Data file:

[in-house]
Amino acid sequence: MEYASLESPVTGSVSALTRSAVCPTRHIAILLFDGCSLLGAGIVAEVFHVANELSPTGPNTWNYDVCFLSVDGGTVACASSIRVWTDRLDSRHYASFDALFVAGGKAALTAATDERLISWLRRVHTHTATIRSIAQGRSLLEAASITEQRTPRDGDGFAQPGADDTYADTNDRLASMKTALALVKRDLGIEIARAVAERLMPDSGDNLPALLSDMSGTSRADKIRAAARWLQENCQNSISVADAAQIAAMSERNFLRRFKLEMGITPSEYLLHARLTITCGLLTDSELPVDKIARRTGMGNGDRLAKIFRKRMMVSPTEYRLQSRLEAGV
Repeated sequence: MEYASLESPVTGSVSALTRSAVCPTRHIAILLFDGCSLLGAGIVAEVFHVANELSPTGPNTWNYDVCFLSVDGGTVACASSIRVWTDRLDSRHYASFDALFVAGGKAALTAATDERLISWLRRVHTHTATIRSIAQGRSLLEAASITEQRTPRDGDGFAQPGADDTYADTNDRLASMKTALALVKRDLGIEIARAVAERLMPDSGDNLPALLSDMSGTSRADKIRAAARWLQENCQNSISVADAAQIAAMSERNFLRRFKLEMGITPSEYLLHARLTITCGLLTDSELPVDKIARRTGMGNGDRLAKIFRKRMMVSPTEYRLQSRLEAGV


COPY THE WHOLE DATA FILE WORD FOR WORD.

[in-house]
Amino acid sequence: MEYASLESPVTGSVSALTRSAVCPTRHIAILLFDGCSLLGAGIVAEVFHVANELSPTGPNTWNYDVCFLSVDGGTVACASSIRVWTDRLDSRHYASFDALFVAGGKAALTAATDERLISWLRRVHTHTATIRSIAQGRSLLEAASITEQRTPRDGDGFAQPGADDTYADTNDRLASMKTALALVKRDLGIEIARAVAERLMPDSGDNLPALLSDMSGTSRADKIRAAARWLQENCQNSISVADAAQIAAMSERNFLRRFKLEMGITPSEYLLHARLTITCGLLTDSELPVDKIARRTGMGNGDRLAKIFRKRMMVSPTEYRLQSRLEAGV
Repeated sequence: MEYASLESPVTGSVSALTRSAVCPTRHIAILLFDGCSLLGAGIVAEVFHVANELSPTGPNTWNYDVCFLSVDGGTVACASSIRVWTDRLDSRHYASFDALFVAGGKAALTAATDERLISWLRRVHTHTATIRSIAQGRSLLEAASITEQRTPRDGDGFAQPGADDTYADTNDRLASMKTALALVKRDLGIEIARAVAERLMPDSGDNLPALLSDMSGTSRADKIRAAARWLQENCQNSISVADAAQIAAMSERNFLRRFKLEMGITPSEYLLHARLTITCGLLTDSELPVDKIARRTGMGNGDRLAKIFRKRMMVSPTEYRLQSRLEAGV